There aren’t many people who are instantly recognisable simply by their first name; Barack, Brad and Angelina, Clint and possibly now, Donald. Christian children all over the world know another; “Colin”!
About a dozen years ago, Colin was visiting the UK. While in London, he borrowed a guitar and did a simple concert for a few hundred fans. Unsure of the response he’d get, Colin says that it was when he stopped singing his wildly popular, strangely surreal, classic, “We all like sheep have gone astray - Baa Baa Do Baa Baa”, and the crowd took over, that he realised the full extent of his popularity in the UK.
Since then, he’s been back to the UK every other year, accompanied by props; the jet blowing loo roll cannon, the implausibly long flag poles and the giant inflatable beach balls.
Faith in Kids recently caught up with Colin.
How did you become a Christian?
Aged 5, I remember watching my Dad praying in church and thinking, “Dad’s doing business with God.” I knew that God was a relational God, not just as an out-there something.
Soon after, someone told me that Jesus was knocking on the door of my heart. I’d now say that it’s not a great model of teaching children the Gospel, but it resonated with me. Is this a God who actually wants to know me? Well come on in!
When did you start writing Christian Children’s songs?
When I was a teenager, I started to help teach Sunday School with my friend Pete. Pete was a real thinker and helped me see that Sunday School is like Paediatric Medicine! The same medicine keeps big and little people alive. It shouldn’t be diminished. You might carry it out differently, with a gentler bedside manner, but it’s still the same life-saving medicine.
Believing that meant that both of us wanted to clearly communicate God’s truth to the children; we wanted to take our convictions about Scripture into a world of craft, laughter, role play, games and fun. And since we both played the guitar, we began to put memory verses to music. It was an obvious tool to integrate the substance of the faith into the dynamics of being around children.
So your music came from a desire to teach the Bible?
Absolutely. I still don’t think of myself as massively musical but music gave me an outcome. With kids, music can engage the heart in a special way. Music can deliver spiritual truth. But it doesn’t just deliver the truth. It allows you to smell the truth. To experience the truth. To marvel at the truth. There’s something in the joy of singing a song together about the Lord, that’s not just about the objective attributes of God. There is something more that’s inhabited in the music. There’s something quite marvellous about the breadth of music.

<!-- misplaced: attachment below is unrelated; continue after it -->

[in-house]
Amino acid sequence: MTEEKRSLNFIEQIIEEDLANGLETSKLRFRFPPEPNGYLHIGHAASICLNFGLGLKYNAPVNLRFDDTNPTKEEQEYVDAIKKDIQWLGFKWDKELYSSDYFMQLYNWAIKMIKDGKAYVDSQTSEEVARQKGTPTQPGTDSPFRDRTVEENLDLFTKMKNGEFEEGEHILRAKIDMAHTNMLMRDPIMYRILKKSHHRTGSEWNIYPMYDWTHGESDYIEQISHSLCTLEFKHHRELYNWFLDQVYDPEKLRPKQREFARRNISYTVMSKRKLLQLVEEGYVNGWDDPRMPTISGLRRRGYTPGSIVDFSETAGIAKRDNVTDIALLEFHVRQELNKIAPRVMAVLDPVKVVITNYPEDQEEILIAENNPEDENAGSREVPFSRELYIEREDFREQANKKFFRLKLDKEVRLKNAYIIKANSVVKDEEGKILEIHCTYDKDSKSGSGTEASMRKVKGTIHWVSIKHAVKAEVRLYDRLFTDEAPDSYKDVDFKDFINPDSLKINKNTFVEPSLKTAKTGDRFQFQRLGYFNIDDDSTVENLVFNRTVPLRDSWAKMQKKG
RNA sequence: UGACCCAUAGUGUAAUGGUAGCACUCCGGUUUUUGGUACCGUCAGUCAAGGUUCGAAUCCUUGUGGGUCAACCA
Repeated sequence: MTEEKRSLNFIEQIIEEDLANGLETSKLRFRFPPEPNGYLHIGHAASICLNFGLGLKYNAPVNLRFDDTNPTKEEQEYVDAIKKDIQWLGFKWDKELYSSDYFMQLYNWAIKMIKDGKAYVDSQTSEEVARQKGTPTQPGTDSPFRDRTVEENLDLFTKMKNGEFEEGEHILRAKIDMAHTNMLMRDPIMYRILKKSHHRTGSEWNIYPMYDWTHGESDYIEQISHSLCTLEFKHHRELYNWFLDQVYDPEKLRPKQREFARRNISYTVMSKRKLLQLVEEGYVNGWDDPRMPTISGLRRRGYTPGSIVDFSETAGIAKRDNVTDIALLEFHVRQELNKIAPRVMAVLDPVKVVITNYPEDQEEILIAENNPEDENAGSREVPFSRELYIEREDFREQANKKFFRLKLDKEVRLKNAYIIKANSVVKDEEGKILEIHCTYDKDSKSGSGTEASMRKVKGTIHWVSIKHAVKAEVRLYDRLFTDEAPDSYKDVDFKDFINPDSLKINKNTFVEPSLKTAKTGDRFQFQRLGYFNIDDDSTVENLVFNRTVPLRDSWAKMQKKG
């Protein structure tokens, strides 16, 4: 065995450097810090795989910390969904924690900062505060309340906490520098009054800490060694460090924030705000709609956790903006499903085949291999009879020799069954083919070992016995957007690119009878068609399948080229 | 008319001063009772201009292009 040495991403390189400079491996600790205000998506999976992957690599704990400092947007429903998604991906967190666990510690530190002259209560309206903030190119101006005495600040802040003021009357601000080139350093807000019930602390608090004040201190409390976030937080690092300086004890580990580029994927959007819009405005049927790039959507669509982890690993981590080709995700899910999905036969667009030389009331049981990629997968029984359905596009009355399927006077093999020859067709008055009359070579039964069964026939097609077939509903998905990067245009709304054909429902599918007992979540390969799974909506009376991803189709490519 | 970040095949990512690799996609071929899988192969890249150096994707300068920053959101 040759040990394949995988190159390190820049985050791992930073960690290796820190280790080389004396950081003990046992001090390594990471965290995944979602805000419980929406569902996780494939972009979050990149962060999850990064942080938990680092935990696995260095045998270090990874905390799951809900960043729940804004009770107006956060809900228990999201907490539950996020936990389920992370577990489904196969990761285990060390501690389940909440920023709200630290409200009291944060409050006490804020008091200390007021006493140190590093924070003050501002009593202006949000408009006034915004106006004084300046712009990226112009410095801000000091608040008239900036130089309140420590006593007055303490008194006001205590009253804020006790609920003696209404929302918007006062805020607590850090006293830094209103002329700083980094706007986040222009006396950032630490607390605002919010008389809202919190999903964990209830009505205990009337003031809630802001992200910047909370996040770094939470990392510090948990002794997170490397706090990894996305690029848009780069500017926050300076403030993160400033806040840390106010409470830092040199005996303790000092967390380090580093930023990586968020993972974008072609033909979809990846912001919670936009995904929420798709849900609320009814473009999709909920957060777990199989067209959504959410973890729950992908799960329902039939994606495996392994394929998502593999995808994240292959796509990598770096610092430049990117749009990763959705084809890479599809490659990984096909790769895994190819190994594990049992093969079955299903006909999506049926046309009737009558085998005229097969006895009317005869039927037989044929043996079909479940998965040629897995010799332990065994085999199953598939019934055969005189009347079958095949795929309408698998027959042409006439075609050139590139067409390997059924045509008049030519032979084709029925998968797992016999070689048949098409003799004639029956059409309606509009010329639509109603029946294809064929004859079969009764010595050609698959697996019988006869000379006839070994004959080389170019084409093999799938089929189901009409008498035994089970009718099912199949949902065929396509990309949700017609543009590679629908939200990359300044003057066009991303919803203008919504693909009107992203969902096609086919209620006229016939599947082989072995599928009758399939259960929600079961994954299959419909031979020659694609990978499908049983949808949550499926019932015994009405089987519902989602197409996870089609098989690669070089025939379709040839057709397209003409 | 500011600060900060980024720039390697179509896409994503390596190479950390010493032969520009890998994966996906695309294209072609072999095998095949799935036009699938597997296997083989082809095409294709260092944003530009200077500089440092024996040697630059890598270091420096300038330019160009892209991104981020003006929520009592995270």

How do you think your music is used in families?
Family life is chaotic and imperfect. The music can seep into some of those gaps. Things become embedded in family memories. The things that form the museum of memories are really precious, especially the spiritual things. The relentless, chaotic, unpredictable, tiring nature of family life means that surprising things can become cemented into a family’s shared experience. Perhaps my music has become part of that shared experience.
We know we should have family devotions more regularly. We know we should pray with our kids more. It’s a real privilege if I’ve added a bit of momentum to that.
And in Churches?
My concerts tend to be a special event. The thought of week-in, week-out church children’s ministry …that has to be different to a Colin concert: That’s a lot more relational. There can’t be quite so many explosions! Don’t shy away from seeking to lay out the whole counsel of God in your ministry. Have a Biblically substantial aspiration for your Sunday School. Don’t worry if it doesn’t look entertaining. Children are very engaged if you’re engaged. Part of their fascination is if you’re fascinated. If you want to engage kids with their Saviour, you need to be engaged with your Saviour. If you find the fun in it, they will too. There’s a wave to ride. Get a sense of their appetite for knowledge, for understanding, for curiosity.
And finally, what would you want to say to other dads?
The new album that I’ve finished, Calvary Road, is not a kids album. I’ve been reflecting a bit more on life; it’s probably part of getting older!
And so I think I would want to remind dads that our lives are full of stupidity and ignorance and failure BUT grace gives us a trajectory, a God-ward trajectory and Jesus is who he says he is. He’s not going to sort out everything immediately, but let’s put the weight of our convictions in someone who can walk with us through our lives. Let’s get these truths shaping us and our relationships.
I wonder if we thought like that, then the Bible time with our family isn’t a duty; it’s like, “I need oxygen, my family needs oxygen, so let’s breathe together.” It’s not the stuff of pure duty or routine, it’s got a bit of desperation about it.
Thank you, Colin! Please keep doing what you do.
You might also be interested to read our blog about Colin’s amazing gig at Dundonald Church in June 2016.
To read our review of another Christian children’s cd click here.